Dealing With Car Dealership Add-Ons

NBC 7 Responds with some advice on

Consumers are nearing the beginning of car shopping season, the time when most new cars are sold each year.

In preparation for it, NBC 7 Responds spoke to a top car expert for some information on which add-ons you should add to the list of options when buying your next new car.

“The question I get most frequently is should I get the extended car warranties,” says Matt Jones the Senior Consumer Advice Editor for Edmunds.

Jones says the extended warranty is a case by case decision and is dependent on your financial situation.

“For the average american if they have a major automotive fail, you know a 5-thousand dollar repair, that could be utterly devastating,” said Jones.“I hate to see people throw money away on warranties that they’ll never use but I really hate to see people be like I don’t know what I am going to do now, like I have to get this repair done or pay rent.

That’s why Jones says you need to examine your situation before saying yes or no to an extended warranty.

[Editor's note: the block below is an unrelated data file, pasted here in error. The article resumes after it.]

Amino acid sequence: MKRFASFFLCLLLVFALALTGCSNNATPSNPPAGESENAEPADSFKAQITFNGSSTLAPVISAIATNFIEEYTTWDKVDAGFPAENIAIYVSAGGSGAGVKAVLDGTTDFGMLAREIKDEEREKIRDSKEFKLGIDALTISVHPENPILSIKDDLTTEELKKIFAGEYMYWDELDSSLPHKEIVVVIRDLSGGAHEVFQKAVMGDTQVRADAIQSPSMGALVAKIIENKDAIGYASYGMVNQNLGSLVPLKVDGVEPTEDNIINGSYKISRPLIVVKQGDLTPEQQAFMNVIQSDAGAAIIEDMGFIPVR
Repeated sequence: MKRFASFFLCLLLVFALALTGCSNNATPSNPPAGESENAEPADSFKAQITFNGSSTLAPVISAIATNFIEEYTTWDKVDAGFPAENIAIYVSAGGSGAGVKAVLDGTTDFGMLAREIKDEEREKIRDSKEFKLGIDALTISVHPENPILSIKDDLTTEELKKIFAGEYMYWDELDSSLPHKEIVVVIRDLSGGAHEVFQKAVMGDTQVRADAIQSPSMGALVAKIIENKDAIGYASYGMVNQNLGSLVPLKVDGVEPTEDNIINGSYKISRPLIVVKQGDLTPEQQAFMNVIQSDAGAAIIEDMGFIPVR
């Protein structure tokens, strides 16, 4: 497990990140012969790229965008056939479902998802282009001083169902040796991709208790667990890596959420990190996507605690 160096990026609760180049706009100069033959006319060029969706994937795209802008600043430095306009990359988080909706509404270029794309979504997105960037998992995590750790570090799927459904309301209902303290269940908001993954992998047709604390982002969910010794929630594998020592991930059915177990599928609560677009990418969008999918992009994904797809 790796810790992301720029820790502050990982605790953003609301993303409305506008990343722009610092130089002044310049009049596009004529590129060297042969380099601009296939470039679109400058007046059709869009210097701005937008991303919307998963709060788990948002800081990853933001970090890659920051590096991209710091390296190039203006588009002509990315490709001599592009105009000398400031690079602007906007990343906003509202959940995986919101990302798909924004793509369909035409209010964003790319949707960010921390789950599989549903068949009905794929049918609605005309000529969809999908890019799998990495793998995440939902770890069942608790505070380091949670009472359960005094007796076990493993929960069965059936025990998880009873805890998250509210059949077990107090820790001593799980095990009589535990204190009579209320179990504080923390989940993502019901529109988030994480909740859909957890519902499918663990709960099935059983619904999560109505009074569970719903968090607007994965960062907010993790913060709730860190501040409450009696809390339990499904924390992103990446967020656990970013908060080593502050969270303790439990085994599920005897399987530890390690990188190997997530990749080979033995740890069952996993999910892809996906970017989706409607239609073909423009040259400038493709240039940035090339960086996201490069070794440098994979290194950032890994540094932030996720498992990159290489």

And, if you do decide, Jones suggests avoiding signing up for an extended warranty on the drivetrain, and instead opt for the bumper to bumper warranty.

Next up; are those maintenance plans the dealership offers worth the cost?

Jones said that while they are often helpful in keeping up with all required maintenance, for new cars they are usually nothing more than oil changes and other routine work.

“I’d say if it’s a new car and only oil changes and other routine maintenance work will be done, then it’s probably not the most cost-effective.” 

And then, how about those paint and fabric protection plans?

Jones told NBC 7 Responds that it depends on your financing.

“If people are leasing a car that they are going to give back and they know that they are going to be tough on the car then I say yeah, go ahead and buy that paint and fabric protection.”

But, if you plan on keeping the car for years then it may be best to forego the fabric or paint protection.

Above all, said Jones, don’t rush into any decisions at the dealership.

“Go home and think about it because nine and ahalf times out of ten that deal will still be at the dealership the next day and that car will still be at the dealership the next day but you can stop yourself from making a mistake.”

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